Pennsylvania’s Senate Bill 1, which moves employees with non-high-risk jobs into hybrid retirement plans, has graduated to a law.
Gov. Tom Wolf gave the state pension reform bill the green light Monday. It was passed by the Senate on June 5 and the House of Representatives on June 8.
“Today is yet another demonstration that by working across party lines and branches of government, we can address important issues,” Wolf said in a press release. “The common thread that runs through all of these successes is not just the policy changes that result from this hard work, but also that we are solving the problems that the citizens of Pennsylvania face every day. And now, we can add one more success to that list—pension reform.”
Projected to save more than $5 billion and shield taxpayers from $20 billion or more in additional liabilities (should state investments fail to meet projections), Senate Bill 1 is a hybrid pension that moves employees in non-high-risk jobs into a hybrid retirement system where they will receive half of their benefits from the current taxpayer-funded plan and half from a 401(a) defined contribution plan. While new employees hired after Jan. 1, 2019, can choose to solely participate in the DC plan, current employees will be given 90 days to decide whether or not they’d like to opt-in.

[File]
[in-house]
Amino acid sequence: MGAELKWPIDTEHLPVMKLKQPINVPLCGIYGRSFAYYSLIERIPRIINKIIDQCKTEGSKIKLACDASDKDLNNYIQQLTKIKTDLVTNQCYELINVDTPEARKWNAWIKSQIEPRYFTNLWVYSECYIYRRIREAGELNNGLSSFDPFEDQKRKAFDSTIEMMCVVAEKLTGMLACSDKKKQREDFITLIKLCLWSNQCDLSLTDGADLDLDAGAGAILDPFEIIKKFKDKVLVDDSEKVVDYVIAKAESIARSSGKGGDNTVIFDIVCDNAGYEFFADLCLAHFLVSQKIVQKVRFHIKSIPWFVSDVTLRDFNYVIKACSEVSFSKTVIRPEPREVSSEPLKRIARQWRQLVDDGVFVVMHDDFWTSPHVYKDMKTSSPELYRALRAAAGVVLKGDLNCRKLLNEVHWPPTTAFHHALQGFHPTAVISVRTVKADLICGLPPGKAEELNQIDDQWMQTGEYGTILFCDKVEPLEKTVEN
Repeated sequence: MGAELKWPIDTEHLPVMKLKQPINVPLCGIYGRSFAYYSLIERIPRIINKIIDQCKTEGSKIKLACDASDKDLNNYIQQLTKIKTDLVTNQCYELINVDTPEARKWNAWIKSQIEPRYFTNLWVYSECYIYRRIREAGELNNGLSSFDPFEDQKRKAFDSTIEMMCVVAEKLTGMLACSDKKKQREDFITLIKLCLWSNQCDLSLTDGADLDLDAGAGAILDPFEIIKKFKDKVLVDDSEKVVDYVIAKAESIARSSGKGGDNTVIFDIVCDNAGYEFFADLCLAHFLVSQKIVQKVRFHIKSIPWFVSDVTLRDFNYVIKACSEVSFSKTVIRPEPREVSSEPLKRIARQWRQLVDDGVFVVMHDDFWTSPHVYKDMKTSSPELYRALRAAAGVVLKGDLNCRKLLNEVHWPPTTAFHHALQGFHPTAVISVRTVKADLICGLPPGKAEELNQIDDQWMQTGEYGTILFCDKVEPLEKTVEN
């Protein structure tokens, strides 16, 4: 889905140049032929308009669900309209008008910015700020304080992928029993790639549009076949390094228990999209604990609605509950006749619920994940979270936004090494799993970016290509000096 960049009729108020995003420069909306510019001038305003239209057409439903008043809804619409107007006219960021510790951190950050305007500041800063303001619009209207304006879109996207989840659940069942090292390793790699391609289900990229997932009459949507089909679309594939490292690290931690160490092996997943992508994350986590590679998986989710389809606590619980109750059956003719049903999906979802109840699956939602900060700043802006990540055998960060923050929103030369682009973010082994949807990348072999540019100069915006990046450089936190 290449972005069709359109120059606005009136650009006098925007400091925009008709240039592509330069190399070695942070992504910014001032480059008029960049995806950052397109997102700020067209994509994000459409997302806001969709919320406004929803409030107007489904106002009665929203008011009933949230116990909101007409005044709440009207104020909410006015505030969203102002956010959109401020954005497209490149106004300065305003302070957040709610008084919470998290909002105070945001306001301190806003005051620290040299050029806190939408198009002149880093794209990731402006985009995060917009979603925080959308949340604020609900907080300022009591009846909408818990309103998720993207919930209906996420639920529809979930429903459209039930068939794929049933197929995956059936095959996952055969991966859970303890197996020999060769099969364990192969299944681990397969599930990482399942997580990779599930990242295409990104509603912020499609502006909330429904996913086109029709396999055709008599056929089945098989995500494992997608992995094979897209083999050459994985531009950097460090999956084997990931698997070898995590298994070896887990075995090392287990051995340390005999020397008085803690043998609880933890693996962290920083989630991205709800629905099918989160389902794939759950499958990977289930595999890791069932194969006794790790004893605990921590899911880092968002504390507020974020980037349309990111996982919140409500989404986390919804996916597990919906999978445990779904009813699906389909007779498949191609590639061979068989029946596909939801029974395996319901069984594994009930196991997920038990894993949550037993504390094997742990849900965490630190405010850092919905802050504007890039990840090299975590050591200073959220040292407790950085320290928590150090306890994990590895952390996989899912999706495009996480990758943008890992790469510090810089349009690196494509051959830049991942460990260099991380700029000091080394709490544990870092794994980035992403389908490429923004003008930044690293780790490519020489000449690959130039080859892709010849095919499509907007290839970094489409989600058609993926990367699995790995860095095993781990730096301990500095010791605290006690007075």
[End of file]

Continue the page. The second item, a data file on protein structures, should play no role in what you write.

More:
“Senate Bill 1 represents the needed long-term reform and stability our school districts have been calling for and need,” said John M. Callahan, assistant executive director, Pennsylvania School Boards Associations. “The intent of Senate Bill 1 is to place our future employees’ retirement system on a viable path that will reduce investment risk by 53% or $15.5 billion over time. This plan protects taxpayers from jarring tax increases and/or draconian program cuts. Senate Bill 1 ensures that our schools will have a retirement plan that is both competitive and sustainable.”